The most successful minor parties survive by simply endorsing one of the major party candidates for governor, in the hopes that 50,000 New Yorkers will vote for that candidate, but on a protest line. If the candidate has made, or is believed to have the potential to make, decisions in contradiction to the ideology of the minor party whose line he or she won, the minor party’s beliefs and purpose are compromised. Candidates for other races are in dire straits because, if it’s a close election, they may need a minor party endorsement to win. But the minor parties will hold them to stricter standards in these instances.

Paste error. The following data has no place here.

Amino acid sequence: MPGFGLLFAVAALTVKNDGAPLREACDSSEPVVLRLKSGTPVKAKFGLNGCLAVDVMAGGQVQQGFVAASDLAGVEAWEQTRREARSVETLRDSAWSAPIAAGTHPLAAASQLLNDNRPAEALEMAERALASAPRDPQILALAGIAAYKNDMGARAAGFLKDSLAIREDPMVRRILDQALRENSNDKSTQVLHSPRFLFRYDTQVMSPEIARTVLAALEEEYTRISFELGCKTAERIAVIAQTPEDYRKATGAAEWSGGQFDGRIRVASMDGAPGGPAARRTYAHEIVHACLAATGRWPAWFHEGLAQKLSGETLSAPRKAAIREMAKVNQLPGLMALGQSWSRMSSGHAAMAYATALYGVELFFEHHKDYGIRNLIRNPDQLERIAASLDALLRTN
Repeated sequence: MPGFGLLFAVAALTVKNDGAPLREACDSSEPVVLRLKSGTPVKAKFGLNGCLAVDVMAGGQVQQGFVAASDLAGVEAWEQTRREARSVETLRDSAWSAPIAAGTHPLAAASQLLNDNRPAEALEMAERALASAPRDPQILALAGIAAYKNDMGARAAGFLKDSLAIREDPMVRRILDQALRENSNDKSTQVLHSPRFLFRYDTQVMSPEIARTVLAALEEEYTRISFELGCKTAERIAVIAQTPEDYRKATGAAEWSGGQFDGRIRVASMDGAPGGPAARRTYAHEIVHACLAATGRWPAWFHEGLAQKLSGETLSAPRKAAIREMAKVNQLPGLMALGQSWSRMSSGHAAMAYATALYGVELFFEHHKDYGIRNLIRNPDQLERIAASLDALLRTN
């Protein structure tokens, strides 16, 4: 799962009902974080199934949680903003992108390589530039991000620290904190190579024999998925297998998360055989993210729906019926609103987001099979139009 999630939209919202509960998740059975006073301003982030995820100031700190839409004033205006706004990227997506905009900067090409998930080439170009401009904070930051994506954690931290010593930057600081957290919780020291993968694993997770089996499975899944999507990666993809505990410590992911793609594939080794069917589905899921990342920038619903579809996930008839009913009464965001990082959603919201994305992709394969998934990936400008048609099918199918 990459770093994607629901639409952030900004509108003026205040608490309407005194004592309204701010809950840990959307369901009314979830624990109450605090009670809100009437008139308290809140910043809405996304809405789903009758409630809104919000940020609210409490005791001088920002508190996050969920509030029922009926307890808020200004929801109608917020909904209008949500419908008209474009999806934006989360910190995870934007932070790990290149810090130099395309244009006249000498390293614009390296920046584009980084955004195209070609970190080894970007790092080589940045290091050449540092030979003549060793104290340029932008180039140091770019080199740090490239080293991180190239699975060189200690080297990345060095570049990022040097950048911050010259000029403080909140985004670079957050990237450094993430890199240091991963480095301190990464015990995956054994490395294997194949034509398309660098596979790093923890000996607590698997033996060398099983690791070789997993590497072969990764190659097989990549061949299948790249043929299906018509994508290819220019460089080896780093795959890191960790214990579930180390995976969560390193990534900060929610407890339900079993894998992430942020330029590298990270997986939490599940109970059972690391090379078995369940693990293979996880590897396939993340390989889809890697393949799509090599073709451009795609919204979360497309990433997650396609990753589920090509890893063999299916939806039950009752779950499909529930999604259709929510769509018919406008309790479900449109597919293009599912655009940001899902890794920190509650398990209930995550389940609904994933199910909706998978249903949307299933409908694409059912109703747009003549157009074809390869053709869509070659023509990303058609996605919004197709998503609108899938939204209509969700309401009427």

A bill in the Senate Rules Committee can help solve this situation. Senate bill 8007 will change the definition of a political party from a group whose candidate for governor gets 50,000 votes to a group that gets 50,000 votes for any of its statewide candidates. It seems reasonable to assume that in an election year, some of the candidates nominated by the two major parties will fall ideologically more in line with the views of one or more of the state’s minor parties — the Working Families Party, the Conservative Party,and Independence Party — than others.
If S8007 passes, the minor parties will have less riding on the race for governor, and thusly they will have more freedom to pick and choose their endorsements.